Search

Should you do aerial while pregnant?

We interviewed four aerialist mamas who shared their pregnancy and postpartum experiences, fears around aerial and pregnancy, and advice for aerialist mamas-to-be.


Pregnancy and aerial: can the two go hand-in-hand? How long can one do aerial while pregnant? Is it SAFE to do aerial while pregnant? How long does it take to be able to do aerial again postpartum? Will pregnancy mark the end of my aerial journey?


Whether you are thinking about having a baby, are already a mother, or you're an aerial instructor, there are many questions that come up and not many aerial-specific answers, so we decided to ask the experts:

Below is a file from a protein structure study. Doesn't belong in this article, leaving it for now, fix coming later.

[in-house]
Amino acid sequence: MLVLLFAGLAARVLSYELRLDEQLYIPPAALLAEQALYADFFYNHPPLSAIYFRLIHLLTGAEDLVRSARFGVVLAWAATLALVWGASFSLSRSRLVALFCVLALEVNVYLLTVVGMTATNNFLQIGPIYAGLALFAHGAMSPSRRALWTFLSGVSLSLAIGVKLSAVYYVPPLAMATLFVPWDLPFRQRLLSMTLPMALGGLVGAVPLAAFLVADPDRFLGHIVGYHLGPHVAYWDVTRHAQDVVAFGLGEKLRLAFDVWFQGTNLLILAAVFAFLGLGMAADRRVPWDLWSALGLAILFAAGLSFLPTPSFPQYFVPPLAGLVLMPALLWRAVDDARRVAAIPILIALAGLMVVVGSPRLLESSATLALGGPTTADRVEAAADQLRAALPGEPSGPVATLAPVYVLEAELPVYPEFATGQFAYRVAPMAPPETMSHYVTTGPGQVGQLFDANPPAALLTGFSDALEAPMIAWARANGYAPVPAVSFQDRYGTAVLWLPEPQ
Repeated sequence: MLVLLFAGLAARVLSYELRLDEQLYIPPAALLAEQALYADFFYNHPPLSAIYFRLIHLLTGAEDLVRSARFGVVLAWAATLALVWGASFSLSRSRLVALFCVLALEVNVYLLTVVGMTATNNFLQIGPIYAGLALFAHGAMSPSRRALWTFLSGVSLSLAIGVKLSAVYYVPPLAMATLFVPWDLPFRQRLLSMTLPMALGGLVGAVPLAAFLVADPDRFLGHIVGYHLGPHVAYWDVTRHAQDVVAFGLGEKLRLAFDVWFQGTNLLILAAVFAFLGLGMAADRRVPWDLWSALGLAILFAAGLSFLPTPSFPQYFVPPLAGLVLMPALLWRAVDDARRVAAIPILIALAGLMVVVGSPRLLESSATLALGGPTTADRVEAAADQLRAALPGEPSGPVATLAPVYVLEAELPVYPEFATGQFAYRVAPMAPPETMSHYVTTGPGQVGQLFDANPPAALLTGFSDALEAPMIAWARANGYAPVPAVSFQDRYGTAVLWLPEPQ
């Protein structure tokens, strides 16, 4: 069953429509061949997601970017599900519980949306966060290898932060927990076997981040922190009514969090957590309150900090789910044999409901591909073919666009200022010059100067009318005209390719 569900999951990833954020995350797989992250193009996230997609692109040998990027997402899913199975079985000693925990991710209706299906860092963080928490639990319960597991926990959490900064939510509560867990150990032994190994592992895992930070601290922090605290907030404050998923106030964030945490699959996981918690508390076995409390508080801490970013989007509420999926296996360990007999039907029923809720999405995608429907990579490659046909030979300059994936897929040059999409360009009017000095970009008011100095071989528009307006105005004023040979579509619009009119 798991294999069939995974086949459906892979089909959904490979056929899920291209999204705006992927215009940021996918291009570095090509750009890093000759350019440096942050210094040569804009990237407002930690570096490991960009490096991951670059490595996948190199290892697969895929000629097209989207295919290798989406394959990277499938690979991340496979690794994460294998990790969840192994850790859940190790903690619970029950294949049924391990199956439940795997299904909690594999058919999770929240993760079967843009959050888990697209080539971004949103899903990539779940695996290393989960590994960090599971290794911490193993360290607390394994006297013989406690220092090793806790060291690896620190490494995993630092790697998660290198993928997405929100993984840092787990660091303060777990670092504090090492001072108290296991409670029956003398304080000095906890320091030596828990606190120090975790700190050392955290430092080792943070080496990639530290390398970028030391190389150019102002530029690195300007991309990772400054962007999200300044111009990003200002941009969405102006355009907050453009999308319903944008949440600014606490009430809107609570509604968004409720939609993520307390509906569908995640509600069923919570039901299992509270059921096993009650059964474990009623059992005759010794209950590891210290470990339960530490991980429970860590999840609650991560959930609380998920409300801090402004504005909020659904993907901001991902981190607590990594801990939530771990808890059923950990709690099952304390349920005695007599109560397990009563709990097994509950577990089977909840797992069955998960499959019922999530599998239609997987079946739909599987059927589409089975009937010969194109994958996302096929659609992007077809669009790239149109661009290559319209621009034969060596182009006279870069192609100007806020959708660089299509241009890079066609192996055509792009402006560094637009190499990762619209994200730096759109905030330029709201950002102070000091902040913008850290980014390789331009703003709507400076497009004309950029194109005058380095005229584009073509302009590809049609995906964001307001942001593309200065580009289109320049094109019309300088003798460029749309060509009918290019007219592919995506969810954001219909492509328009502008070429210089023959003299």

Uuve @uuve | Mom & Cirque du Soleil artist

1) Did you have any fears about how having a baby would affect your abilities in aerial?

I was pretty optimistic and I knew that it wouldn’t affect my aerial abilities to get pregnant, my only fear was the amount of time off I would have to sacrifice when I decided to have a baby. Not being the youngest anymore, it’s scary to know when is the good time to have a baby. I was always conflicted in my head if it is better to focus on my career as an artist for as long as possible, or to have a baby and try to come back to performing after being pregnant.



2) How far along were you before it felt like it was too much to continue with aerial?